Insights from the genome of Ophiocordyceps polyrhachis-furcata to pathogenicity and host specificity in insect fungi.

BMC Genomics 2015 Oct 28;16:881. Epub 2015 Oct 28.

National Center for Genetic Engineering and Biotechnology, National Science and Technology Development Agency, 113 Thailand Science Park, Phahonyothin Rd., Khlong Neung, Khlong Luang, 12120, Pathum Thani, Thailand.

Background: Ophiocordyceps unilateralis is an outstanding insect fungus for its biology to manipulate host ants' behavior and for its extreme host-specificity. Through the sequencing and annotation of Ophiocordyceps polyrhachis-furcata, a species in the O. unilateralis species complex specific to the ant Polyrhachis furcata, comparative analyses on genes involved in pathogenicity and virulence between this fungus and other fungi were undertaken in order to gain insights into its biology and the emergence of host specificity.

Results: O. polyrhachis-furcata possesses various genes implicated in pathogenicity and virulence common with other fungi. Overall, this fungus possesses protein-coding genes similar to those found on other insect fungi with available genomic resources (Beauveria bassiana, Metarhizium robertsii (formerly classified as M. anisopliae s.l.), Metarhizium acridum, Cordyceps militaris, Ophiocordyceps sinensis). Comparative analyses in regard of the host ranges of insect fungi showed a tendency toward contractions of various gene families for narrow host-range species, including cuticle-degrading genes (proteases, carbohydrate esterases) and some families of pathogen-host interaction (PHI) genes. For many families of genes, O. polyrhachis-furcata had the least number of genes found; some genes commonly found in other insect fungi are even absent (e.g. Class 1 hydrophobin). However, there are expansions of genes involved in 1) the production of bacterial-like toxins in O. polyrhachis-furcata, compared with other entomopathogenic fungi, and 2) retrotransposable elements.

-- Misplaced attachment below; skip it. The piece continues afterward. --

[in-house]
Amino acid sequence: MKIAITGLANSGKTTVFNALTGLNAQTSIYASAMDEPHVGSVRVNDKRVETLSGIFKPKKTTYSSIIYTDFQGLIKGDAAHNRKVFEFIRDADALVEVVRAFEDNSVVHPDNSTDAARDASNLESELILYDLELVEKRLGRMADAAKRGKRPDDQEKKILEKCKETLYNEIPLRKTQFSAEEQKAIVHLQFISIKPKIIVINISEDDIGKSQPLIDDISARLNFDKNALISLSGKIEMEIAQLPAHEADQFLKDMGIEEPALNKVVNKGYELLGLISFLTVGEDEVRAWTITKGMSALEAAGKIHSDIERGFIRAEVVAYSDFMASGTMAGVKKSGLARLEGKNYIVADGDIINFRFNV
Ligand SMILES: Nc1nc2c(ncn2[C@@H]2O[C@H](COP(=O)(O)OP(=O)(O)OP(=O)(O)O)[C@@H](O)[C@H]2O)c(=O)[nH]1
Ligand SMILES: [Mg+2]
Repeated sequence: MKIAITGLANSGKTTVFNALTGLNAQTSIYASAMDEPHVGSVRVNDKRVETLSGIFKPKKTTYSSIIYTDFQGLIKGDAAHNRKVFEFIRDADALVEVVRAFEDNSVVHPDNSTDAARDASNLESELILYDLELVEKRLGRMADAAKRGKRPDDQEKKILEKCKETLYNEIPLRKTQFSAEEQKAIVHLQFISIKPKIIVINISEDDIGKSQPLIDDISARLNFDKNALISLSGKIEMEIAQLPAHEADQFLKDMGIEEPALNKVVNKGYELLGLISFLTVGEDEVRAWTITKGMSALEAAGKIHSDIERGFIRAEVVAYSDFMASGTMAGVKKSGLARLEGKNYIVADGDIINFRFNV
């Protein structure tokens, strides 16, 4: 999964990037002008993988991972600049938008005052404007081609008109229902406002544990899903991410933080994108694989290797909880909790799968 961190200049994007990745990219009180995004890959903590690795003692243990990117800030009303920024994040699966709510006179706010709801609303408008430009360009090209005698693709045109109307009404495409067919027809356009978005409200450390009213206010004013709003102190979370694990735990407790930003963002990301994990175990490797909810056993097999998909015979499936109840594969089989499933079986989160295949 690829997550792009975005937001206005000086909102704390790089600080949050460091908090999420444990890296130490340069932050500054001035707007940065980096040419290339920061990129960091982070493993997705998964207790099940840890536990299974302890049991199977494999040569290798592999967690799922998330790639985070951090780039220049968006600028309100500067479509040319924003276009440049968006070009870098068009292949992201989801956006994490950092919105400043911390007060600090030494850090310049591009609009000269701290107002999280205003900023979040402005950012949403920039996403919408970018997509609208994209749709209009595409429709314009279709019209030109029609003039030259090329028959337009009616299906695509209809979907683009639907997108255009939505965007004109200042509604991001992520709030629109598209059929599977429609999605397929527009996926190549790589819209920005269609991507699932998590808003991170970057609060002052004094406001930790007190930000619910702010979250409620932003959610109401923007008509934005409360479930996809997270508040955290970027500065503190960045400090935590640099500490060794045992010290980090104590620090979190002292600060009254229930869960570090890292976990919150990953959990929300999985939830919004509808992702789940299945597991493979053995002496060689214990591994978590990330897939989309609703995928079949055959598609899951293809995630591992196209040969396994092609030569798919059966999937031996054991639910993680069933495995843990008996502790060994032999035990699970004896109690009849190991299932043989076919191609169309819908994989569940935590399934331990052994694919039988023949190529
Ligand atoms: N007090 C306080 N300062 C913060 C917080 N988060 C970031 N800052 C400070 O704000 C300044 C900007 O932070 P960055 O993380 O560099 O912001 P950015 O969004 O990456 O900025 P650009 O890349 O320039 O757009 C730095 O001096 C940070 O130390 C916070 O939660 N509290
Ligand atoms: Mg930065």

Conclusions: The gain and loss of gene families helps us understand how fungal pathogenicity in insect hosts evolved. The loss of various genes involved throughout the pathogenesis for O. unilateralis would result in a reduced capacity to exploit larger ranges of hosts and therefore in the different level of host specificity, while the expansions of other gene families suggest an adaptation to particular environments with unexpected strategies like oral toxicity, through the production of bacterial-like toxins, or sophisticated mechanisms underlying pathogenicity through retrotransposons.

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Source
http://dx.doi.org/10.1186/s12864-015-2101-4DOI Listing
http://www.ncbi.nlm.nih.gov/pmc/articles/PMC4625970PMC
October 2015
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